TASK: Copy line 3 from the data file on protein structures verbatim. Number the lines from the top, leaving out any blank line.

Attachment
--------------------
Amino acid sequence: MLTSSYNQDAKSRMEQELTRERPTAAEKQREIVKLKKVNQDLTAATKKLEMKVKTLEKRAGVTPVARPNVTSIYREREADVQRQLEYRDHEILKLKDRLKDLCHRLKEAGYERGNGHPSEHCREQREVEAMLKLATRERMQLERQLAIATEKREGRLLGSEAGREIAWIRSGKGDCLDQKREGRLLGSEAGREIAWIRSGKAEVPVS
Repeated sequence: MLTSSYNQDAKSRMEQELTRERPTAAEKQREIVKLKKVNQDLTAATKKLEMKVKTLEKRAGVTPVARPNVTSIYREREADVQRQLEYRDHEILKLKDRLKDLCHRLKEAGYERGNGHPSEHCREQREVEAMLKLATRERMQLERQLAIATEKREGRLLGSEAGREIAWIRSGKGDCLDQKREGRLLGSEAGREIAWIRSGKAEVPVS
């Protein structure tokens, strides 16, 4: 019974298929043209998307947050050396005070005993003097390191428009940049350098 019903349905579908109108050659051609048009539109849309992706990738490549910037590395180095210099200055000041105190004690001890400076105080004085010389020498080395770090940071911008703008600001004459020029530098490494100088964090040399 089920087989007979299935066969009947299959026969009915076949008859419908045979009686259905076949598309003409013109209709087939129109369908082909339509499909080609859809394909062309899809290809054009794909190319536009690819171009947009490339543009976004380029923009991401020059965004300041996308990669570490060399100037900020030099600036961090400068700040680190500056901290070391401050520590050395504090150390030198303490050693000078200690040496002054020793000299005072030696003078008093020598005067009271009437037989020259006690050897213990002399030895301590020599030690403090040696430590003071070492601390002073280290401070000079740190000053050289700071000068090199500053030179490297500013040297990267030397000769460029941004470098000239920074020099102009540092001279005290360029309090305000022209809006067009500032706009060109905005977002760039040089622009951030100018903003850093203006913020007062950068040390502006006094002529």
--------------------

């Protein structure tokens, strides 16, 4: 019974298929043209998307947050050396005070005993003097390191428009940049350098 019903349905579908109108050659051609048009539109849309992706990738490549910037590395180095210099200055000041105190004690001890400076105080004085010389020498080395770090940071911008703008600001004459020029530098490494100088964090040399 089920087989007979299935066969009947299959026969009915076949008859419908045979009686259905076949598309003409013109209709087939129109369908082909339509499909080609859809394909062309899809290809054009794909190319536009690819171009947009490339543009976004380029923009991401020059965004300041996308990669570490060399100037900020030099600036961090400068700040680190500056901290070391401050520590050395504090150390030198303490050693000078200690040496002054020793000299005072030696003078008093020598005067009271009437037989020259006690050897213990002399030895301590020599030690403090040696430590003071070492601390002073280290401070000079740190000053050289700071000068090199500053030179490297500013040297990267030397000769460029941004470098000239920074020099102009540092001279005290360029309090305000022209809006067009500032706009060109905005977002760039040089622009951030100018903003850093203006913020007062950068040390502006006094002529």